Reduce calorie intake to avoid chronic disease and cancer

If you reduce calorie intake you will be better placed to deal with the biggest health challenge you’ll face as you age. It isn’t so much cancer, heart disease or diabetes, but fat accumulation in our tissues.

Obesity is responsible for up to 70% of chronic disease and is a major contributor to age-related health decline. The following is an excerpt from Chapter 9 of Fast Living, Slow Ageing.

If we reduce calorie intake, while maintaining our supply of essential nutrients, we can improve many health-related indices in addition to our waistlines. In animal studies, restricting calories consumed not only reduced the impacts of aging but also significantly increased lifespan.

But is this the same for humans?

We know that to reduce calorie intake is to reduce our visceral fat. And less fat means less obesity-associated risks such as heart disease, diabetes and cancer. Even people of a healthy weight who limit the amount they eat show reduced body fat, beneficial metabolism changes and reduced risk factors for aging and disease.

However, restricting calories on its own can reduce muscle mass and bone strength. Libido and energy levels may also decline, particularly in lean individuals.

The balance of health benefits and risks is intrinsically different for different health and aging outcomes, as well as for different people. While there is no ‘one size fits all’ approach, in reality, most of us consume far too many calories and get rounder as we get older. Consequently, almost any reduction in the amount we eat is a step toward a better balance.

The most important way we can improve our chances of a healthy and long life is to achieve and maintain a healthy weight. If there was no obesity, average life expectancy would increase by 10 to 20 years and our quality of life would improve substantially.

Alongside an increase in our physical activity, there is a fundamental need to reduce our energy intake as we get older.

But how can we fight weight gain as we age?

The average annual weight gain for most adults is equivalent to two bites of food every day.

Consequently, a lifestyle that incorporates even a small change in consumption can ensure better outcomes in the years to come. It doesn’t need to be a drastic change or a new fad. The best way to successfully combat over-eating is to take slow steps so they become habits and part of our lifestyle. If done regularly it doesn’t take much to cumulatively make a real difference.

Options to help you reduce calorie intake and keep it under control

  • Reduce size and number of portions:
  • Pay attention to your eating patterns (keep a diary of when, where, what and why you eat)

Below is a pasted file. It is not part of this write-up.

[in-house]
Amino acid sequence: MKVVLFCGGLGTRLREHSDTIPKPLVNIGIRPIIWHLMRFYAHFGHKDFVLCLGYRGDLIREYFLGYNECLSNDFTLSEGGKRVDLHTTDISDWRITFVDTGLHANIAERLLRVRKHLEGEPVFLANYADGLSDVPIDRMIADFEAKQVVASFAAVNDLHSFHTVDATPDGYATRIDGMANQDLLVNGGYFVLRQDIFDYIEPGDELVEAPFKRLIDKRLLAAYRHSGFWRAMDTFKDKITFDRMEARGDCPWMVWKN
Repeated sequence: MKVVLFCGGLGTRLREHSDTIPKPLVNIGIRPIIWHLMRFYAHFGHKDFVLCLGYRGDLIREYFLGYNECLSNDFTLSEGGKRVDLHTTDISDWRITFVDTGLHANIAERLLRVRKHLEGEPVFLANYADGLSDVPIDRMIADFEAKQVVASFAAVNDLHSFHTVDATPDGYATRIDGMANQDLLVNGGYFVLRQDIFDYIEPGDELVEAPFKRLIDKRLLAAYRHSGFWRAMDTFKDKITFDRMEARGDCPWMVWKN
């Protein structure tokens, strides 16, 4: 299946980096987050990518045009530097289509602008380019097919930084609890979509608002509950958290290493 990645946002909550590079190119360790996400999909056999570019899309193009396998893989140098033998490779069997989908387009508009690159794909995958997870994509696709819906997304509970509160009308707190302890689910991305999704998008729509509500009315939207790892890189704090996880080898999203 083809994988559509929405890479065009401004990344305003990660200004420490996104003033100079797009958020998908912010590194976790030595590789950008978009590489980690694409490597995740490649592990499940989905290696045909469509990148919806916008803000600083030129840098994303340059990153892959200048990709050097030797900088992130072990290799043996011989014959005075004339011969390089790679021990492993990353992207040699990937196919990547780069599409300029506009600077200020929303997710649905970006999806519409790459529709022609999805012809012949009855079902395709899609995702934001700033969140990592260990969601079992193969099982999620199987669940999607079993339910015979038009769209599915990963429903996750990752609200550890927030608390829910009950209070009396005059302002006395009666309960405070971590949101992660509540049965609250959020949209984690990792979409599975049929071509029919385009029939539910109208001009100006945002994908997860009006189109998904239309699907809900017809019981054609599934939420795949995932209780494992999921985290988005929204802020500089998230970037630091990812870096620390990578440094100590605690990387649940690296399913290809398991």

• Put your fruit and nuts in small containers so you don’t eat the whole bag
    • Divide big bags of food into smaller bags
    • Put leftovers in the fridge before you sit for dinner (so you don’t go back for seconds)
    • Buy smaller packet sizes at the supermarket
    • Freeze extra food if portions are too large
  • Have 3 dessert-free evenings each week
  • Eat fruit or a small handful of nuts for dessert
  • Try interesting combinations
    • chopped mango and pineapple
    • blanched and sliced peaches or nectarines drizzled with Galliano then served with a good yoghurt
    • pears stewed in apple juice and cloves and cinnamon sticks
    • stewed rhubarb with strawberries
  • Create a list of healthy snacks
    • Fruit salad
    • Vegetable sticks with preservative-free dip such as hummus, tzatziki or baba ganoush
    • Soy or rice milk smoothie with fresh fruit and natural yoghurt
    • Tub of natural yoghurt with fresh fruit
    • Half a handful of untoasted, unsalted nuts or seeds
  • Address ‘non-hungry’ eating – make sure you aren’t bored at night; think about something to do at night when in danger of eating
  • Plan your weekly meals and only buy what you need
  • Eliminate impulse shopping by taking a list with you
  • Don’t shop when you’re hungry
  • Reduce processed foods and those with added sugar
  • Keep a ‘diet diary’ – write down everything you eat and drink for a week., and be honest with yourself; if you cheat, you’re only cheating yourself
  • Eat foods that are:
    • less energy dense (measured as kJ/g)
    • low in saturated fat (but not high in carbs)
    • have a low low GI
    • served in smaller portions on smaller plates
  • Stick with a diet. The process of embracing any dietary restrictions, thinking about and coordinating the foods you eat means you’ll be able to reduce calorie intake

A good way to determine if you need to restrict calories is finding out your waist circumference. Find the mid-point between your bottom rib and the top of your hip bone. Breathe out normally and measure your circumference with a tape measure across this point. This may not be the narrowest part of your waist or exactly in-line with your belly button.

The risk of many health problems increases in proportion to your waistline:

For men:

  • 94 cm (37 inches) or more = increased risk
  • 102 cm (40 inches) or more = substantially increased risk

For women:

  • 80 cm (32 inches) or more =  increased risk
  • 88 cm (35 inches) or more = substantially increased risk

Finally, deal with other contributors to over eating  such as stress, bad habits and inattention. Make an appointment to see your doctor or weight management consultant if necessary.

 

Last Reviewed 03/Mar/2017

 

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Dr Merlin Thomas

Professor Merlin Thomas is Professor of Medicine at Melbourne’s Monash University, based in the Department of Diabetes. He is both a physician and a scientist. Merlin has a broader interest in all aspects of preventive medicine and ageing. He has published over 270 articles in many of the worlds’ leading medical journals
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